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Overland Route

In 1850 a diorama entitled Overland Route of the Mail from Southampton to Calcutta opened at the elegant ‘Gallery of Illustrations’, in London’s Regent Street, to great acclaim. The diorama was the work of artists Thomas Grieve and William Telbin and consisted of over thirty full-size, painted scenes on a revolving stage, accompanied by a learned commentary and ‘a musical descriptive fantasia’ inspired by the ports and places encountered by P&O passengers en route.   

In addition to making a financial contribution to the diorama, P&O granted the artists free passage to Spain and Portugal ‘for the purpose of taking sketches’ and lent ‘oriental costumes’ for the actual performances. The diorama was a great success attracting audiences of over 200,000 in the first year and a long list of distinguished visitors, including Prince Albert, who attended with several of his children.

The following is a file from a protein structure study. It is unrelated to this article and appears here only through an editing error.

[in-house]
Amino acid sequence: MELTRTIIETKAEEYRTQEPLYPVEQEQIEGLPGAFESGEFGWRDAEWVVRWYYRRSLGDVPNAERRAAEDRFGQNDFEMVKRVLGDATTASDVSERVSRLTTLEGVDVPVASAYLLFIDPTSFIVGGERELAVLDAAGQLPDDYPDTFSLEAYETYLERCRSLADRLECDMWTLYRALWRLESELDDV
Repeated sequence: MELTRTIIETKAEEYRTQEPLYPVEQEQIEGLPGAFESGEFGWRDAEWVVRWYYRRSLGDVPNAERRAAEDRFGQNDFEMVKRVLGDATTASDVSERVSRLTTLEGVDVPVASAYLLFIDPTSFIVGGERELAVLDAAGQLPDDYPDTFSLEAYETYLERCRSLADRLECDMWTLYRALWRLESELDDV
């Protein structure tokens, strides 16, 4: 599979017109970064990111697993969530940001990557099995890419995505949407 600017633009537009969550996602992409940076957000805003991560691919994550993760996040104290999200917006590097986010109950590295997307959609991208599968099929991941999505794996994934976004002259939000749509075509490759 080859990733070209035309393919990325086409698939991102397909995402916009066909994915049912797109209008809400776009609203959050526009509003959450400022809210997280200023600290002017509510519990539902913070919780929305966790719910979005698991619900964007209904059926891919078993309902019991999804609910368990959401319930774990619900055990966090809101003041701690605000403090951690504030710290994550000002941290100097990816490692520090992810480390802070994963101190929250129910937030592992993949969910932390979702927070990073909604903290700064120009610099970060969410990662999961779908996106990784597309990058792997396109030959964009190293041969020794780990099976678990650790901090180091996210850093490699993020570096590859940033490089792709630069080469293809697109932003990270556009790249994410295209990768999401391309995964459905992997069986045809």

The diorama was recreated in an album of watercolours, presented to Brodie McGhie Willox, one of the Company’s founding fathers, and engraved as plates in the book of The Route of the Overland Mail to India, which followed. Today the thirty-one watercolours are one of the treasures of the P&O Heritage Collection.

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Workmen putting up P&O's new neon sign in the 1950s

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